The EU must classify gas as a “transition fuel” to green energy if it is to reduce coal use and meet its emissions targets, said the chief executive of Czech energy group EP Infrastructure.
The bloc aims to reduce its net greenhouse gas emissions to zero by 2050, and the European Commission is due next month to clarify how it will classify natural gas and nuclear power during the transition to a greener economy.
Gary Mazzotti, managing director of EP Infrastructure, which transports Russian gas to several European markets and is controlled by Czech billionaire Daniel Kretinsky’s EPH, said that for Central Europe the only realistic way to move away from its dependence historic coal was gas.
“The longer you delay giving gas to this transition [status], the more you prolong the use of coal, âhe said in an interview with the Financial Times.
The committee’s classification system will need the approval of a majority of EU states and the European Parliament. Countries like Poland have pushed for gas to be recognized as a transitional fuel while countries like France have demanded that nuclear technology be awarded this label. A group of 150 NGOs urged the commission not to give gas such a label.
However, Mazzotti said for Central Europe there was no alternative to treating gas as a bridging fuel. âUltimately, the French need nuclear to be classified as sustainable, and this part of the region needs gas to be sustainable if you are to achieve carbon neutrality,â he said, adding that the bloc also had to ensure that adequate gas storage facilities and long-term contracts were in place.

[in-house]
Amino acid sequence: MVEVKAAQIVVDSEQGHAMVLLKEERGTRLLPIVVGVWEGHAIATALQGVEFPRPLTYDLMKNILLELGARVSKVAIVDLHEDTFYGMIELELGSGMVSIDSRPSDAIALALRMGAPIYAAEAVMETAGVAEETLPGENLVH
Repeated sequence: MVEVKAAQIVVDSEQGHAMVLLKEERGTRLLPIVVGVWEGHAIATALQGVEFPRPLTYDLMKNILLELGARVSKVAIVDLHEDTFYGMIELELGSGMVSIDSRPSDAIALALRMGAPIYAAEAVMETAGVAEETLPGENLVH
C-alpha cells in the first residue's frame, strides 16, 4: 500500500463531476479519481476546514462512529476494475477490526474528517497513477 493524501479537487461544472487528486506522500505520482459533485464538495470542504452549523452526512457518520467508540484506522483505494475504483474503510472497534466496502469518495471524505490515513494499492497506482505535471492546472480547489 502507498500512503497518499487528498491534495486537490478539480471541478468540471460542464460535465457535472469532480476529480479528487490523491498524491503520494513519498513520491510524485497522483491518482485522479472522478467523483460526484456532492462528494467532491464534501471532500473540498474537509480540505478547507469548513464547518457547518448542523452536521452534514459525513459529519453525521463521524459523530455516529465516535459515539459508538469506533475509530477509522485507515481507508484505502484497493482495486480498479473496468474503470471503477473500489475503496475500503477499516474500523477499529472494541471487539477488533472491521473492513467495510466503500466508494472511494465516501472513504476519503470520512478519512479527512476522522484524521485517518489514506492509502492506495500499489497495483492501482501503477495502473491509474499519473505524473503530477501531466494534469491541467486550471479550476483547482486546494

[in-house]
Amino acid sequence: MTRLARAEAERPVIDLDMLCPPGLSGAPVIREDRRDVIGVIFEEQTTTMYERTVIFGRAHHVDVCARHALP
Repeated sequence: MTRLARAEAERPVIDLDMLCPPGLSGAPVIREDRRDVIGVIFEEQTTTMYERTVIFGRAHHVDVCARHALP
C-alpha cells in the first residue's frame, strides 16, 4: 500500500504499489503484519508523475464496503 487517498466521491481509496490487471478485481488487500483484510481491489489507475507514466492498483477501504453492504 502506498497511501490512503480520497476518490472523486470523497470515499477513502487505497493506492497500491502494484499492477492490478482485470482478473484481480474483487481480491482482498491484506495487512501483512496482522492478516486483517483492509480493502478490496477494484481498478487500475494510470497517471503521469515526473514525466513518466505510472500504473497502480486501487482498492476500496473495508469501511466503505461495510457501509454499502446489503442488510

The European gas market has been in the spotlight in recent months as prices, which fell last year when the pandemic hit, soared, forcing some energy providers to exit the market and prompting supply concerns this winter.
Mazzotti said the price spike was due to a range of factors, ranging from a rebound in European demand as the pandemic eases, to a drop in European production and a drop in LNG deliveries in from the United States.
Some market players also believe that Russia has contributed to the price spike by limiting additional sales to customers, in a bid to pressure EU regulators to approve its new Nordstream 2 gas pipeline, to which it is fiercely oppose the United States and several countries of central Europe.
Mazzotti said that could be a factor, but that in the medium to long term, high gas prices are not helping consumers or suppliers, and could also slow down the green transition.
“To moo [gas] prices encourage the transition too much [away from coal] too fast. And the high prices that we have now do not encourage any transition and in fact promote the extension of the life of the coal, âhe said.
âSo there is one. . . balance that I would expect to find in the market sometime after the first quarter of next year.